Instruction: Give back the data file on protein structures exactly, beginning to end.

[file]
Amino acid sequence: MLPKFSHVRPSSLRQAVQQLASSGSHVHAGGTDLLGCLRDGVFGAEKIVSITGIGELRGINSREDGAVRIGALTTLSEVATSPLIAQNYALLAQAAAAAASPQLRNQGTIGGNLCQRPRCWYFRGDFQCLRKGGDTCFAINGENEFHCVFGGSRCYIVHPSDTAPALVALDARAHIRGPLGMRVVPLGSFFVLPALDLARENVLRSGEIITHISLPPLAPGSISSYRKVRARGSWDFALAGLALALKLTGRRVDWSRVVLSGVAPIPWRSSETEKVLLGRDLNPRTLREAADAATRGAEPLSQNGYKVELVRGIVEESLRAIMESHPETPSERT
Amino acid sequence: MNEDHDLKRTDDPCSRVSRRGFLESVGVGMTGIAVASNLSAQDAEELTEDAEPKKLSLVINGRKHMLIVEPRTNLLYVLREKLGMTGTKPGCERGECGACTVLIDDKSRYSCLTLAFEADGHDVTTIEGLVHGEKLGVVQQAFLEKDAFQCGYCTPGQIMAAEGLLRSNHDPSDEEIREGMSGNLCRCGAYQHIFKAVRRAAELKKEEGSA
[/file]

Amino acid sequence: MLPKFSHVRPSSLRQAVQQLASSGSHVHAGGTDLLGCLRDGVFGAEKIVSITGIGELRGINSREDGAVRIGALTTLSEVATSPLIAQNYALLAQAAAAAASPQLRNQGTIGGNLCQRPRCWYFRGDFQCLRKGGDTCFAINGENEFHCVFGGSRCYIVHPSDTAPALVALDARAHIRGPLGMRVVPLGSFFVLPALDLARENVLRSGEIITHISLPPLAPGSISSYRKVRARGSWDFALAGLALALKLTGRRVDWSRVVLSGVAPIPWRSSETEKVLLGRDLNPRTLREAADAATRGAEPLSQNGYKVELVRGIVEESLRAIMESHPETPSERT
Amino acid sequence: MNEDHDLKRTDDPCSRVSRRGFLESVGVGMTGIAVASNLSAQDAEELTEDAEPKKLSLVINGRKHMLIVEPRTNLLYVLREKLGMTGTKPGCERGECGACTVLIDDKSRYSCLTLAFEADGHDVTTIEGLVHGEKLGVVQQAFLEKDAFQCGYCTPGQIMAAEGLLRSNHDPSDEEIREGMSGNLCRCGAYQHIFKAVRRAAELKKEEGSA